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Man’s conviction of auto theft upheld

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Although a trial court’s refusal to give a defendant’s jury instruction was an error, it was harmless and his felony auto theft conviction should be affirmed, the Indiana Court of Appeals ruled.

In Joseph Matheny v. State of Indiana, 49A04-1207-CR-347, Joseph Matheny appealed his felony conviction on two grounds. First, he argued that a statement he made regarding his address to an officer was obtained in violation of his constitutional privilege against self-incrimination, so it should not have been admitted at trial. The second is that the trial court abused its discretion in refusing his tendered jury instructions regarding the presumption of innocence.

Matheny was found by police in the early morning of March 24, 2012, sitting in a Honda Accord in a ditch with front end damage. The Accord belonged to a woman who reported it stolen from downtown Indianapolis the previous evening. Matheny appeared intoxicated and dropped the car’s key on the ground.

Matheny refused to identify himself, but when officers found his wallet and asked him to confirm his address, Matheny said he lived at Wheeler Mission. The mission is located very close to where the Accord was stolen. After he answered the officers, Matheny was read his Miranda  rights.

The judges affirmed the admittance of Matheny’s statement of his address to police, because questions regarding address do not fall within Miranda’s purview, Judge Terry Crone wrote.

“The fact that Matheny’s residence was ultimately incriminating does not retroactively transform Officer’s Klonne routine identification questions into interrogation for purposes of Miranda,” he wrote.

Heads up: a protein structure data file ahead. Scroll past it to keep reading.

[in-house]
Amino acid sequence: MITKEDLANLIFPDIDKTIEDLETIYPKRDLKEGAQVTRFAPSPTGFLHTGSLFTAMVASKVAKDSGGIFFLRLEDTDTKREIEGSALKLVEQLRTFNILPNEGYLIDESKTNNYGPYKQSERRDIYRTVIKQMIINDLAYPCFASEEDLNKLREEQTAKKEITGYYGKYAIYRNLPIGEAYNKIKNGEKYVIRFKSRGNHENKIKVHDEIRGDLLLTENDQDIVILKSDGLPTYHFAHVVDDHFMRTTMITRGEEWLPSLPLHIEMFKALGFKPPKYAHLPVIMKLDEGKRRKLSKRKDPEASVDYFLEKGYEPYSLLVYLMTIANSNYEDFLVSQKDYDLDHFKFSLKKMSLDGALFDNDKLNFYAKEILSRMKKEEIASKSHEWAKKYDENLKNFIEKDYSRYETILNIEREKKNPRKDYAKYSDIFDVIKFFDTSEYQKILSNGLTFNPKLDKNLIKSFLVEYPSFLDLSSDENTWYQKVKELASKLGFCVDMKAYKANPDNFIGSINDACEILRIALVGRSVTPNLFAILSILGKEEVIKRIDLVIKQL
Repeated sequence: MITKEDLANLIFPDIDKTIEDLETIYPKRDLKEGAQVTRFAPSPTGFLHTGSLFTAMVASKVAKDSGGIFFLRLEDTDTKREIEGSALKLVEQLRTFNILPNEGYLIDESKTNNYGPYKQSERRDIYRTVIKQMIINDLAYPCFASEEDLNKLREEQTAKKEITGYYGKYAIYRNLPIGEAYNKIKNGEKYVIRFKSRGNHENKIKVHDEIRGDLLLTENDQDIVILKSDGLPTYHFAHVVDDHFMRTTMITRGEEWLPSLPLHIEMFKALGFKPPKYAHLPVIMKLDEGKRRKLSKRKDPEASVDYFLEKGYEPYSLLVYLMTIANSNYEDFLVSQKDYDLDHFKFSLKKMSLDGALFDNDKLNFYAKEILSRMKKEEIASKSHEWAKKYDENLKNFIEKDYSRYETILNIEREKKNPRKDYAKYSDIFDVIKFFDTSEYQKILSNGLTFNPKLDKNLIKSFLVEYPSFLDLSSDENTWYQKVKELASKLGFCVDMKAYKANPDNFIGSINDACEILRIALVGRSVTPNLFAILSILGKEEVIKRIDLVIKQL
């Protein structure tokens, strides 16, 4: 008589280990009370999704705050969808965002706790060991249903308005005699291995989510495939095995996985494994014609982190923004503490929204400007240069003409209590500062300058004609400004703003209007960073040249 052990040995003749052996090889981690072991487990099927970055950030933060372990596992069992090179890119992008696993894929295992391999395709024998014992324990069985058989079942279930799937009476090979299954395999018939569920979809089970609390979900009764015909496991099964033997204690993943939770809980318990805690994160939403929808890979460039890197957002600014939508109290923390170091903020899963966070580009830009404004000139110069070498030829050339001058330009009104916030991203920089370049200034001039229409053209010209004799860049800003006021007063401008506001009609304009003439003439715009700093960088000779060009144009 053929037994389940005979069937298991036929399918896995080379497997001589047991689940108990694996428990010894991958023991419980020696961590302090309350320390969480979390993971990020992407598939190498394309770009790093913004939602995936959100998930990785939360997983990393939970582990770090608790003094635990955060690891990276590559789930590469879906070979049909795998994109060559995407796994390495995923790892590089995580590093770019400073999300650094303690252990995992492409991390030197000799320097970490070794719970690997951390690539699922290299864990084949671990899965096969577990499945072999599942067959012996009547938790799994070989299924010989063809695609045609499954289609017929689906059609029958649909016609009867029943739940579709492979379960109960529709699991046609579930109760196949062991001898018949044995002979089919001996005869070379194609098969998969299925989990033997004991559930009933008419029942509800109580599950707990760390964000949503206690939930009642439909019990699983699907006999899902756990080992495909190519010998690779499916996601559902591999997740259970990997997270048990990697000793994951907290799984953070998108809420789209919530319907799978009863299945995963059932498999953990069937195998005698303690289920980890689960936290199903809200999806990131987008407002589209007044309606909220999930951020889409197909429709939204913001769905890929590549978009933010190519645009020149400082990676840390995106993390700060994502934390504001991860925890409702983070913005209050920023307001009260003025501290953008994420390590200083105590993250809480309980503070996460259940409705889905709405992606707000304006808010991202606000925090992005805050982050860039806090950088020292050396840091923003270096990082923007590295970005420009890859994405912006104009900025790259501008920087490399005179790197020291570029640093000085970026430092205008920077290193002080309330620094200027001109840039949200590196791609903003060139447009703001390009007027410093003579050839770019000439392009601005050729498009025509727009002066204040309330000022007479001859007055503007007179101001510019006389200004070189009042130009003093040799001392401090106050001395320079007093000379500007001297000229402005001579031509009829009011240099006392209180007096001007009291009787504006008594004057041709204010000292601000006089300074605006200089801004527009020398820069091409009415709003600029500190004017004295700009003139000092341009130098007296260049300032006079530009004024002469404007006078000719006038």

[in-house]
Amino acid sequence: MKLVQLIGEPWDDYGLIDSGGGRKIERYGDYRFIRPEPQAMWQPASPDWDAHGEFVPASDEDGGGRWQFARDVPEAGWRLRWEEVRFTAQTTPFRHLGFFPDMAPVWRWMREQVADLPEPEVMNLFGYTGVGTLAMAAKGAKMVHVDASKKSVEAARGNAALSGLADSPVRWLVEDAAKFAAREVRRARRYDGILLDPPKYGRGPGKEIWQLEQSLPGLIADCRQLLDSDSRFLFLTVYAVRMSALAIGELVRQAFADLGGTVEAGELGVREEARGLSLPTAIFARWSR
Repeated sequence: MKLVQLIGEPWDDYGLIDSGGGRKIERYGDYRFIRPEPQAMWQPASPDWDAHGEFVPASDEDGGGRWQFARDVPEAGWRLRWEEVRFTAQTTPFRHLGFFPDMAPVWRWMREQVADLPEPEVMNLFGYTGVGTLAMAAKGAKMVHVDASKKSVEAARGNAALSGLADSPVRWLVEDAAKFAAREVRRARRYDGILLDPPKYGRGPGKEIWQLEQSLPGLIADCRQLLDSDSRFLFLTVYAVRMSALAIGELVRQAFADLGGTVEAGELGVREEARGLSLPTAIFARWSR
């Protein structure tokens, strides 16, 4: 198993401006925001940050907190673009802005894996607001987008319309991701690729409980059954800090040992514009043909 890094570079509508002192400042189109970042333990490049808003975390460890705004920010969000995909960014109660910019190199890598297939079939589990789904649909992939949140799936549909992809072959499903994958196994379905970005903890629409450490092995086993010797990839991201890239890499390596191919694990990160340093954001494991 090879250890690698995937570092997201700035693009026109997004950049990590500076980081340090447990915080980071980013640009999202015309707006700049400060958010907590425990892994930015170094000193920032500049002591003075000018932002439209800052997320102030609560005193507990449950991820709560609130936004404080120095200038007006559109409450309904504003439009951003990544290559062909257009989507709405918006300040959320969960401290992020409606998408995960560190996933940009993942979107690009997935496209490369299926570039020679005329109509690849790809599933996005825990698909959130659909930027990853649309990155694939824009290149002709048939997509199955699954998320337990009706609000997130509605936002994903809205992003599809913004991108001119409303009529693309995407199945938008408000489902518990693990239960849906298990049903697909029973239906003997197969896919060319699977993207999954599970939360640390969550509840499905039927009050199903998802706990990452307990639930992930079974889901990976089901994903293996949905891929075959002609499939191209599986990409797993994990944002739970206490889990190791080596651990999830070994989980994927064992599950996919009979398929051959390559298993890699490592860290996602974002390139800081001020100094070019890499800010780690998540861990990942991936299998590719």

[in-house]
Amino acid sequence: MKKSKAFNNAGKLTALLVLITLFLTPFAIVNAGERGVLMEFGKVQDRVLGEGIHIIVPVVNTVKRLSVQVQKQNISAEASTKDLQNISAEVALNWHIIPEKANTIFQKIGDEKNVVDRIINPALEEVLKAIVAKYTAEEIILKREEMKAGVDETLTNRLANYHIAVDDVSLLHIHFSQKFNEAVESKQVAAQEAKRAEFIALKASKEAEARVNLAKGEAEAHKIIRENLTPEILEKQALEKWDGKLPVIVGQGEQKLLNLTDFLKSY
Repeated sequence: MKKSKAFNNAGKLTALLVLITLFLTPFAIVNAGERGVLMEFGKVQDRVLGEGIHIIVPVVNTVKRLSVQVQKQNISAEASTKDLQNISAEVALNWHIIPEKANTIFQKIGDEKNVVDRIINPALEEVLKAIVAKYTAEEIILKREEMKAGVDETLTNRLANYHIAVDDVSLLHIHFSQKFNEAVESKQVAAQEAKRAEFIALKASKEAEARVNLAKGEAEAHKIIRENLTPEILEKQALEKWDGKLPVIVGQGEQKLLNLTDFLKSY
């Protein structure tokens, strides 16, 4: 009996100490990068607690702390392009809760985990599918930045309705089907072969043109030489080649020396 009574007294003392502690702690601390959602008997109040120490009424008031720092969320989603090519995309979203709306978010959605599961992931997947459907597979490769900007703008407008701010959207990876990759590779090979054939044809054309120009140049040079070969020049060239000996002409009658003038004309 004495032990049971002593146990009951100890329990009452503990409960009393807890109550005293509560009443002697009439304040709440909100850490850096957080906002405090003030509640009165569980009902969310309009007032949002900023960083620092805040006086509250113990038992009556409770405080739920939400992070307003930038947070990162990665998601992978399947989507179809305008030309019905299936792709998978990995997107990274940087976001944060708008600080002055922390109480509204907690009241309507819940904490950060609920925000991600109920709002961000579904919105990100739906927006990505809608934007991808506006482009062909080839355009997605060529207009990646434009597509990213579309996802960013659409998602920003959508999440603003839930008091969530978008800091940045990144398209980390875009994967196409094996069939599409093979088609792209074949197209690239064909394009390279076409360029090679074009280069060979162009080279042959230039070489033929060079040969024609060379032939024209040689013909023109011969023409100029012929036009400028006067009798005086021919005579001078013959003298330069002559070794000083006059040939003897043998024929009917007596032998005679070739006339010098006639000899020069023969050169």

The judges found one of Matheny’s two tendered jury instructions was an incomplete and there was no error in not admitting it. But the court did err in not admitting the other instruction, the judges ruled, because Instruction No. 14, as the state had argued, did not adequately convey the essential principle that the jury should attempt to fit the evidence to the presumption that the accused is innocent.

The jury was instructed that Matheny was presumed innocent, didn’t have to prove his innocence, and the state had to prove he is guilty. In addition, the evidence doesn’t support a reasonable theory of innocence, Crone wrote, so the refusal to give the instruction was harmless error.  

 

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  1. Major social engineering imposed by judicial order well in advance of democratic change, has been the story of the whole post ww2 period. Contraception, desegregation, abortion, gay marriage: all rammed down the throats of Americans who didn't vote to change existing laws on any such thing, by the unelected lifetime tenure Supreme court heirarchs. Maybe people came to accept those things once imposed upon them, but, that's accommodation not acceptance; and surely not democracy. So let's quit lying to the kids telling them this is a democracy. Some sort of oligarchy, but no democracy that's for sure, and it never was. A bourgeois republic from day one.

  2. JD Massur, yes, brings to mind a similar stand at a Texas Mission in 1836. Or Vladivostok in 1918. As you seemingly gloat, to the victors go the spoils ... let the looting begin, right?

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  4. Whether you support "gay marriage" or not is not the issue. The issue is whether the SCOTUS can extract from an unmentionable somewhere the notion that the Constitution forbids government "interference" in the "right" to marry. Just imagine time-traveling to Philadelphia in 1787. Ask James Madison if the document he and his fellows just wrote allowed him- or forbade government to "interfere" with- his "right" to marry George Washington? He would have immediately- and justly- summoned the Sergeant-at-Arms to throw your sorry self out into the street. Far from being a day of liberation, this is a day of capitulation by the Rule of Law to the Rule of What's Happening Now.

  5. With today's ruling, AG Zoeller's arguments in the cases of Obamacare and Same-sex Marriage can be relegated to the ash heap of history. 0-fer

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